by Maxine Beneba Clarke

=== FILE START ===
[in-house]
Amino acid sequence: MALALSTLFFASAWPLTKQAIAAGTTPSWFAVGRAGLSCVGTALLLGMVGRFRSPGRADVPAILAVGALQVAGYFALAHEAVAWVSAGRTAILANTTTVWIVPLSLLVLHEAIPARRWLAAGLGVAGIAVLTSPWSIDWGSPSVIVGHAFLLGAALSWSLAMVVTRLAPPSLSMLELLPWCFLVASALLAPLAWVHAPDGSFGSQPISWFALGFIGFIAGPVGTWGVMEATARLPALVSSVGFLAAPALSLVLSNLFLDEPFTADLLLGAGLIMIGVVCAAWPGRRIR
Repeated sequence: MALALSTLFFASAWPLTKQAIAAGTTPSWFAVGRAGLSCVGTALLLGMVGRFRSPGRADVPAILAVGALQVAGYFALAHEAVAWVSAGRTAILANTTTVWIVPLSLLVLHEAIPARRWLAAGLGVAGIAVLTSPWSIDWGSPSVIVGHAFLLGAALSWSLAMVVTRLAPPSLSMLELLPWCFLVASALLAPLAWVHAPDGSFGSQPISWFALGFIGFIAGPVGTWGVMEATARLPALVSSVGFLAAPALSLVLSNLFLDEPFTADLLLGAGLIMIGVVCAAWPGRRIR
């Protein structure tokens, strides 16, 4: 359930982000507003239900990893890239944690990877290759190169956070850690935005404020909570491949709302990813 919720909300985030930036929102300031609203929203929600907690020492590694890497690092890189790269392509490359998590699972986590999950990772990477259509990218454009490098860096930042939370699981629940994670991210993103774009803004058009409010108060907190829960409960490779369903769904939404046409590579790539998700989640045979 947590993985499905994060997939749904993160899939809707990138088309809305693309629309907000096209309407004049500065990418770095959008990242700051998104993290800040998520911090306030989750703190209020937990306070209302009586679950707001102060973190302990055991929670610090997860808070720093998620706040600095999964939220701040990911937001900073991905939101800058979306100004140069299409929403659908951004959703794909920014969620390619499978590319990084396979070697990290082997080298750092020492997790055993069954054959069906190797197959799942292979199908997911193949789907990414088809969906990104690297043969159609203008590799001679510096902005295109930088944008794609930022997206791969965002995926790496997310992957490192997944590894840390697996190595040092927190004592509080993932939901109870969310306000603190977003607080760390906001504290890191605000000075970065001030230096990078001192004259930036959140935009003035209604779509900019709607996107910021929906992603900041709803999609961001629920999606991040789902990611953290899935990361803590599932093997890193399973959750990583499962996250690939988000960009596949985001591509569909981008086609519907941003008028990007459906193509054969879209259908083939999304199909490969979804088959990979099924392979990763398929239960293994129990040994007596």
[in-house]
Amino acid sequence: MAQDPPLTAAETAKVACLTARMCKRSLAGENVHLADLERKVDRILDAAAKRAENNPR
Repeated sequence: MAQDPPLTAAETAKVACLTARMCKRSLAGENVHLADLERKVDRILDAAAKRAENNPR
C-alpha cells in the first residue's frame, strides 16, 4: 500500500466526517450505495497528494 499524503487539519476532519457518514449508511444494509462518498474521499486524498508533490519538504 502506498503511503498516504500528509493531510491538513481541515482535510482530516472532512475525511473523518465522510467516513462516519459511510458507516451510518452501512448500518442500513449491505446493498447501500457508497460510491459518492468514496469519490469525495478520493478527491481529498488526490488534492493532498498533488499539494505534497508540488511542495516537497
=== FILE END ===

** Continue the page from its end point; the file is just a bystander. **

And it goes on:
Publishers Weekly Under a "stretching-out sky at the edge of the no-go desert," a dark brown child with mirrored sunglasses gives readers a tour of a desert village, from "our mud-for-walls home" to "the sand hill we built to slide down." But the best thing? Soaring out into the sand on the bike the kids have created from cans, discarded wood, and "a bell that used to be Mum's milk pot." In her picture book debut, Clarke's lines sing with sound and rhythm, evoking the "shicketty shake" sound of the bike on sand hills. Street artist Rudd's textured paint-and-cardboard collages create a strong sense of a place (the blaze and shadow of the desert) and the people who live there: the narrator's "fed-up mum" in a hijab and robe, and the "crazy brothers" pictured bouncing on a police car, who write "BLM" on the bike's license plate-a reference to Black Lives Matter, Rudd notes in an afterword. In an author's note, Clarke writes about her experiences with poverty: "What these times taught me was how to make something out of nothing." Without minimizing the clear references to economic and racial struggle, the words and images in this snapshot story pulse with resourceful ingenuity, joyful exuberance, and layered meanings. Ages 6-9. (Sept.) © Copyright PWxyz, LLC. All rights reserved.
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